Chicago 2014: Subaru Legacy Goes CVT Only

TTAC Staff
by TTAC Staff
chicago 2014 subaru legacy goes cvt only

Since you’ve already seen the 2015 Subaru Legacy, here’s the Cliff’s Notes: the 2.5L 4-cylinder and 3.6L 6-cylinder boxer engines are back, and a CVT is the sole transmission available. A torque-vectoring system, borrowed from the WRX, is also standard. We hear that the next Outback will bow in April at the New York Auto Show.

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  • Hemi Hemi on Feb 06, 2014

    I don't trust CVTs and their reliability. Look at Nissan and Jatco's history. Ive known many Murano and Maxima drivers who had them fail. Funny enough, I love the looks of the new Rogue and was researching it for a friend. I see the 2014s are already having CVT issues. I decided against my better judgement to trust the 2013 Accord CVT, hey it's the fIrst year, but it's a Honda! On my 2 mile test drive, all was smooth and then the trans made horrible noises while pulling up to the dealer. Everyone in the car heard it, I thought I popped it into reverse or something. Salesman was baffled and pretended he didn't hear it. Needless to say, I walked away from that deal. I did rent a 2013 Altima 4 cylinder with over 15k miles and the CVT to my amazement performed fine. It got good MPG and had very little whine. Toyota has also now installed the CVT in the Corolla, will be interesting to see how that holds up.

    • Durishin Durishin on Feb 07, 2014

      I think Subaru has a fine reputation with their CVTs.

  • Kato Kato on Feb 07, 2014

    Great, just as they fix the hideous styling of the previous model, they delete the MT. Their sales might be going up, but they are p1ssing off the enthusiasts big-time. No MT = no sale in my books.

  • Spike_in_Brisbane Spike_in_Brisbane on Feb 07, 2014

    DAF introduced a CVT in 1958. It certainly went well for them as a car brand!

    • Zykotec Zykotec on Feb 07, 2014

      Oldsmobile, Pontiac, Mercury, etc. etc. all had both manual transmissions and automatic transmissions available back then. It certainly went well for them as brands...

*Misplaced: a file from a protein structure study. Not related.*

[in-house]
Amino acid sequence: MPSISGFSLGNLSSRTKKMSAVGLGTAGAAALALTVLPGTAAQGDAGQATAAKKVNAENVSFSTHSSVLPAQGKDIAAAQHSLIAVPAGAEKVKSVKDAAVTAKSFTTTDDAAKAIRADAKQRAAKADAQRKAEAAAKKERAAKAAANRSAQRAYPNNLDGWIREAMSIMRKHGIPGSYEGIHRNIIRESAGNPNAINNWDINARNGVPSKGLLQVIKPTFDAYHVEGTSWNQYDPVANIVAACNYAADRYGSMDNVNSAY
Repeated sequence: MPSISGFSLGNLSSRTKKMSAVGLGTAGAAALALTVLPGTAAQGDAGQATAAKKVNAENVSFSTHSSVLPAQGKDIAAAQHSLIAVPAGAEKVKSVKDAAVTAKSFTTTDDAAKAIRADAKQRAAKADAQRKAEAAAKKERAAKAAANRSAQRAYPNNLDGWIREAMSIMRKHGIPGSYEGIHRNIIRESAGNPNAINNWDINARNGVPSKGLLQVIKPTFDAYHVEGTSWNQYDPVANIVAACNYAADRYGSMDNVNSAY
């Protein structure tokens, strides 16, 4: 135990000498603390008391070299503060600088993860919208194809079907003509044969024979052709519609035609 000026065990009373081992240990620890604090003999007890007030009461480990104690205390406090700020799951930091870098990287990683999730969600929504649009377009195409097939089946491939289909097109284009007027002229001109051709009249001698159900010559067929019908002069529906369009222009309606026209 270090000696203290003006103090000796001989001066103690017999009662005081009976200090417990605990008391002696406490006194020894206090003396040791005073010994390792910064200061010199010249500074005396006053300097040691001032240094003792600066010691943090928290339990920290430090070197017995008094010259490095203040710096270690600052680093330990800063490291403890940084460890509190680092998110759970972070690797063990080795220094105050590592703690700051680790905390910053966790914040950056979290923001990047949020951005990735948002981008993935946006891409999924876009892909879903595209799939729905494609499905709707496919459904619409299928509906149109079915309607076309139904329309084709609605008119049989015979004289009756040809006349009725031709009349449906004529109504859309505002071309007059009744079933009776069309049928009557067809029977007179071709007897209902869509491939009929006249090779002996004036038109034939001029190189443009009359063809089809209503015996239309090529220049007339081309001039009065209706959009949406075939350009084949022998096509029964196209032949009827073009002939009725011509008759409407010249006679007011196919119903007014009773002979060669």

• Jon1800s Jon1800s on Feb 07, 2014

    I am getting to the point of planning to by a new car, this will be a 10 year car $30-50K cash purchase. I have an '03 Outback 5sp - love the car, want something a bit larger across the shoulders. I have looked at Volvo - no MT in the line up, no go for me. I really like the 50/50 manual torque distribution the manual offers. Now Subaru is ending the MT in the Legacy and Outback. I may consider the Crosstrek but I wanted something a bit larger. The top end in my budget is if Volvo ever offers a manual in something I am interested in owning. The main thing holding me up is a promise I made to myself not to purchase a brand new car until I finished my project restoration. Not likely to be done in 2014 but possible, certainly will be done in 2015. I figured Subaru would always keep the manual. I mean BMW wagons have no ground clearance and not interested in SUV - I want a car with some ground clearance so I can drive down gravel pot holed roads at speed and not worry about denting the rocker panel when going over a large rock or hitting a pot hole. I may be one of a few who desire such vehicles yet the Outback and Audi Allroad fill that niche for more than just me. (No way would I buy an Audi for any long term ownership) Now if Fiat would bring in that little "outback" wagon they sell in Brazil to give Subaru some competition in the market place for AWD cars with ground clearance - too small for me and it's a Fiat but I was impressed with it. I should have brought a V70R back when Volvo still made them - same problem - no ground clearance. So if nothing is interesting at the time I am ready to buy new I will buy used, maybe pick up my Dad's Lincoln and build another garage. This way I can have a nice Subaru Outback 6sp and a 2000 LS 5sp to go along with my Volvo '67 1800S - manuals are becoming a rare breed indeed.